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Cap vs. Sandwich

post #1 of 22
Thread Starter 
I know this has been discussed before but I was just checking over my No Ka Ois as they need to go into the shop for a quick tune and I realized that 3 out of my 5 skis are capped (NKO, King Salmon, Spatula). The other two are sandwich, neither of which I have skied yet (Titan 9, Lib Tech Mt. Baker, though I have demoed the 2006 T9 before).

Not sure what this means, but I did find the King Salmon to be superior to the Mantra (I retired the Volkls in favor of the AKs) and both the AKs ski really solid for 180cm skis (they ski long and in many cases act very similar to my previous slalom skis).

Just found that a curious thing (or maybe i'm just bored on a Friday night, which is a travesty in and of itself).

So out of curiosity, what are the advantages/disadvantages or strengths/weaknesses of cap and sandwich?
post #2 of 22
"Cap" itself is a largely meaningless and aesthetic distinction. You could take sandwich race skis and lay a thin cap over them with little change in performance...several manufacturers have done this at various points in time. At least two of the three you refer to as capped are sandwich skis.

If you ask what is different about foam core capped skis, generalizations are weak but lower cost might be a reasonable one. A basic cap foam ski is cheaper to make than a basic sandwich ski...though perhaps not if you are making a very small number of units. You can do more or less anything with cap skis. Modern multi-axis machining allows manufacturers to build beautifully sculpted molds. You can carefully control the characteristics of the ski that way while still keeping construction simple/highly automated. The sandwich ski maker has to make their layups and laminations more complex for the same effect, laying bits of reinforcement and strips of metal here and there in a manual process prone to quality issues.

The French and Atomic seem to specialize in making very high quality capped foam skis. Some of them are undoubtedly just as expensive to build as good sandwich skis. While I don't necessarily prefer the way those skis ski, I do think they are loads more interesting from a design standpoint.
post #3 of 22
Thats a really good way of looking at it.
post #4 of 22
Just to add to Garrett's excellent comments...

There are many examples of hybrid Cap and Sandwich construction.

The Fischer RX series includes laminates and a vertical sidewall, and a cap overlay is added, a sandwich-within-a-cap ski that performs very well and is very durable. These skis are also produced on highly automated line.

Both Dynastar & Rossignol have used cap construction that includes vertical sidewall in the midsection of the ski for high levels of grip. These skis have the smooth feel of a cap ski while providing 95% of the grip of a sandwich ski.

Sandwich with vertical sidewalls skis offer high levels of grip, the vertical sidewall applied pressure to the edge very effectively. Cap skis are easier to smear and also provides a level of forgiveness that most skiers find useful.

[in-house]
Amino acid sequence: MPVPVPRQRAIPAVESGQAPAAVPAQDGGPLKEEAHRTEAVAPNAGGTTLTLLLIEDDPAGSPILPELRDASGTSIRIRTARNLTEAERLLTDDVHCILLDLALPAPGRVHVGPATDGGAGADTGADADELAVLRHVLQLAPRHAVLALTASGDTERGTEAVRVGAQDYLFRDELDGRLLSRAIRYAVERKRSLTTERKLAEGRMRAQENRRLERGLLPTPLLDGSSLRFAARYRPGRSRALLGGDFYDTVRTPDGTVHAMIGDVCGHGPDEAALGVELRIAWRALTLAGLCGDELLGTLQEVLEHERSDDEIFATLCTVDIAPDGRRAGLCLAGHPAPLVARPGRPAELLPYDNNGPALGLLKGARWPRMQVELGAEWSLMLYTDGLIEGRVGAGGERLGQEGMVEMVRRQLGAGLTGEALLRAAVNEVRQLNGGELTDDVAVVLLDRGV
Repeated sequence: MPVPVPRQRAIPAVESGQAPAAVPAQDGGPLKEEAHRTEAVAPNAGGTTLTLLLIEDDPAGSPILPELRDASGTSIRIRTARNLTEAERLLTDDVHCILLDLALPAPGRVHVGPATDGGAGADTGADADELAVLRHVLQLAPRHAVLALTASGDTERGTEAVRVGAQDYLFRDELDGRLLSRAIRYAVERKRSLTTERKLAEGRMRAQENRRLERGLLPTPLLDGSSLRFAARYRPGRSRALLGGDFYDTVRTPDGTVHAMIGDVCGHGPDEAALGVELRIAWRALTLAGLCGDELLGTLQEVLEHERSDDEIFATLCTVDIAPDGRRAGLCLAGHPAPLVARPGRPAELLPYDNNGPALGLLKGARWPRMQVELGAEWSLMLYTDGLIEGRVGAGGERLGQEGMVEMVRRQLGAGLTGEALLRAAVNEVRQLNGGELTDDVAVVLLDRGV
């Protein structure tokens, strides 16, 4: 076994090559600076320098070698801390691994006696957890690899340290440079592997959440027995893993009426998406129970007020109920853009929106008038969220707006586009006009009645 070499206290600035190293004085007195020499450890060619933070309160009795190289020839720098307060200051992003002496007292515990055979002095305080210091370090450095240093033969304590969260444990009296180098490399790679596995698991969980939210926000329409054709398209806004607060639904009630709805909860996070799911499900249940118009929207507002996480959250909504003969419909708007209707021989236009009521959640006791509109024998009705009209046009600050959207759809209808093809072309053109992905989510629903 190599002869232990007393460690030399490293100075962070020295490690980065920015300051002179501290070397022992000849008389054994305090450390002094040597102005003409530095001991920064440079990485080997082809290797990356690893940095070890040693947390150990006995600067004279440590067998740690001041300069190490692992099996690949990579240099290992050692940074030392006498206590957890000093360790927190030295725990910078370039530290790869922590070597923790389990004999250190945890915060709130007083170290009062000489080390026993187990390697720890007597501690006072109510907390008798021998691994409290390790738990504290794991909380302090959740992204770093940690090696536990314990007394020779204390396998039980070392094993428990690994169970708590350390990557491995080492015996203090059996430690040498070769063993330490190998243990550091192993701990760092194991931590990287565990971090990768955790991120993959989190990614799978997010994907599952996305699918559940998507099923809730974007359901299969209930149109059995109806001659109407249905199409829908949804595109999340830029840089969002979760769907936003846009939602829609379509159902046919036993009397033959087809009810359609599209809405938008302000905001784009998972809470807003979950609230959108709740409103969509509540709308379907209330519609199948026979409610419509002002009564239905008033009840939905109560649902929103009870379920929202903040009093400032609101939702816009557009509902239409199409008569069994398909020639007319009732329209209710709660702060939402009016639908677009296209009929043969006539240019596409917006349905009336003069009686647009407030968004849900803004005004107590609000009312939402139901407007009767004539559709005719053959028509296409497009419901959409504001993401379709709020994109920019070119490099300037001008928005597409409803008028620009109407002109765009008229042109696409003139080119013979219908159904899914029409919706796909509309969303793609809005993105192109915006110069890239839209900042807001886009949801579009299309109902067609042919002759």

Cap skis require substantial investment in set-ups but are produced with lower unit costs. Cap skis tend to be produced with high levels of uniform quality. Sandwich skis can be produced with lower tooling and set-up costs, but require greater unitary costs due to higher labor input. Sandwich skis tend to vary in quality and are are tested and matched to produce a pair with similar characteristics.

Hybrid construction skis are produced like cap skis but provide a added level of performance.

Below are examples of each;
Sandwich: Fischer WC SC, Blizzard Sigma GS, Head Monster 82, Dynastar Legend XXL
Cap: Fischer Scenio S500, Salomon AK Rocket
Hybrid: Dynastar Contact 11, 8000, Fischer RX8

Cheers,

Michael
post #5 of 22
Thread Starter 
right on.

i'm sure you're referring to the AK's as being sandwich with cap cover--they list them as being a sandwich ski on their site, but when you look at them they appear to be capped...so that's just more cosmetic, kinda like when Hilary Duff got those big ole white caps put on her small teeth, eh?

post #6 of 22
Quote:
Originally Posted by barrettscv View Post
Cap skis are easier to smear and also provides a level of forgiveness that most skiers find useful.
Comparing SL11 with Völkl Rebellion?
post #7 of 22
I run all sandwich/wood core now. I wont even look at skis that dont have these qualities. My main reasoning is that sandwich are more durable and are much easier to replace bent edges than a cap ski.
post #8 of 22
Quote:
Originally Posted by Carl R View Post
Comparing SL11 with Völkl Rebellion?
Just a general comment. Over the last 2 years I've have 3 Fischers with about the same dims, One is pure Cap (Scenio S500 118-68-100mm) a second was pure Sandwich (Worldcup RC 112-66-97mm) and the third is Hybred (RX8 115-66-98).

The Cap ski performed very well, was happiest on soft snow I would skid more readily than carve. The Sandwich ski also perform very well, was not happy skidding on firm snow (they tend to chatter), but could hold an edge regardless of speed or g-forces. The Hybrid was happy to carve or skid and was much "friendlier" to use than the other two.